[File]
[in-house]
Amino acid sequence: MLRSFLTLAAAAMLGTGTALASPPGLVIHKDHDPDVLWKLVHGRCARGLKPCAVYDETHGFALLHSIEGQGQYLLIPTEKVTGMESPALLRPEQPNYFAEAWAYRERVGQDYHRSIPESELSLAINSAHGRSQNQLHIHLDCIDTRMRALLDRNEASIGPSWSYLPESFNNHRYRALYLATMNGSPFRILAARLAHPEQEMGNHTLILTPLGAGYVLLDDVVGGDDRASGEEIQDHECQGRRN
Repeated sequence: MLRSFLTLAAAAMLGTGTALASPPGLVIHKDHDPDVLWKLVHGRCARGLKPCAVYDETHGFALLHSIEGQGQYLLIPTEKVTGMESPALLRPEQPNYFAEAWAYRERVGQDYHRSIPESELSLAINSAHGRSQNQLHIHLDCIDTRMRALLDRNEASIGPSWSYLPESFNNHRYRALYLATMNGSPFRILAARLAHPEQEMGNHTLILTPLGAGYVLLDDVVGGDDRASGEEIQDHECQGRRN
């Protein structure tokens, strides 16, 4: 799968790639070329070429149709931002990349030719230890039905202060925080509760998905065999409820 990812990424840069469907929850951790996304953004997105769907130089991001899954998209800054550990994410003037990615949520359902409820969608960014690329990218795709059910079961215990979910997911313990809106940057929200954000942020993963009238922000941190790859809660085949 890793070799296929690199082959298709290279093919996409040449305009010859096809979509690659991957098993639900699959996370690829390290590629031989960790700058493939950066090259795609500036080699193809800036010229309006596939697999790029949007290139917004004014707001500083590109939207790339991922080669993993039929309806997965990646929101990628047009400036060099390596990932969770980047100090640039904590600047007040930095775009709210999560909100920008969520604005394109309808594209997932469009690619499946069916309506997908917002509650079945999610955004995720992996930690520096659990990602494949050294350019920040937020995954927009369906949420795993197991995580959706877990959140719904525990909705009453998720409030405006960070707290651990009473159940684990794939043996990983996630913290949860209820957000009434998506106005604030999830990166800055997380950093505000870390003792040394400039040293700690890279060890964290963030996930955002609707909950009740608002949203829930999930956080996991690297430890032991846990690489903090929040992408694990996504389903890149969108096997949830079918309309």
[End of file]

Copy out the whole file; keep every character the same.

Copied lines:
[in-house]
Amino acid sequence: MLRSFLTLAAAAMLGTGTALASPPGLVIHKDHDPDVLWKLVHGRCARGLKPCAVYDETHGFALLHSIEGQGQYLLIPTEKVTGMESPALLRPEQPNYFAEAWAYRERVGQDYHRSIPESELSLAINSAHGRSQNQLHIHLDCIDTRMRALLDRNEASIGPSWSYLPESFNNHRYRALYLATMNGSPFRILAARLAHPEQEMGNHTLILTPLGAGYVLLDDVVGGDDRASGEEIQDHECQGRRN
Repeated sequence: MLRSFLTLAAAAMLGTGTALASPPGLVIHKDHDPDVLWKLVHGRCARGLKPCAVYDETHGFALLHSIEGQGQYLLIPTEKVTGMESPALLRPEQPNYFAEAWAYRERVGQDYHRSIPESELSLAINSAHGRSQNQLHIHLDCIDTRMRALLDRNEASIGPSWSYLPESFNNHRYRALYLATMNGSPFRILAARLAHPEQEMGNHTLILTPLGAGYVLLDDVVGGDDRASGEEIQDHECQGRRN
């Protein structure tokens, strides 16, 4: 799968790639070329070429149709931002990349030719230890039905202060925080509760998905065999409820 990812990424840069469907929850951790996304953004997105769907130089991001899954998209800054550990994410003037990615949520359902409820969608960014690329990218795709059910079961215990979910997911313990809106940057929200954000942020993963009238922000941190790859809660085949 890793070799296929690199082959298709290279093919996409040449305009010859096809979509690659991957098993639900699959996370690829390290590629031989960790700058493939950066090259795609500036080699193809800036010229309006596939697999790029949007290139917004004014707001500083590109939207790339991922080669993993039929309806997965990646929101990628047009400036060099390596990932969770980047100090640039904590600047007040930095775009709210999560909100920008969520604005394109309808594209997932469009690619499946069916309506997908917002509650079945999610955004995720992996930690520096659990990602494949050294350019920040937020995954927009369906949420795993197991995580959706877990959140719904525990909705009453998720409030405006960070707290651990009473159940684990794939043996990983996630913290949860209820957000009434998506106005604030999830990166800055997380950093505000870390003792040394400039040293700690890279060890964290963030996930955002609707909950009740608002949203829930999930956080996991690297430890032991846990690489903090929040992408694990996504389903890149969108096997949830079918309309």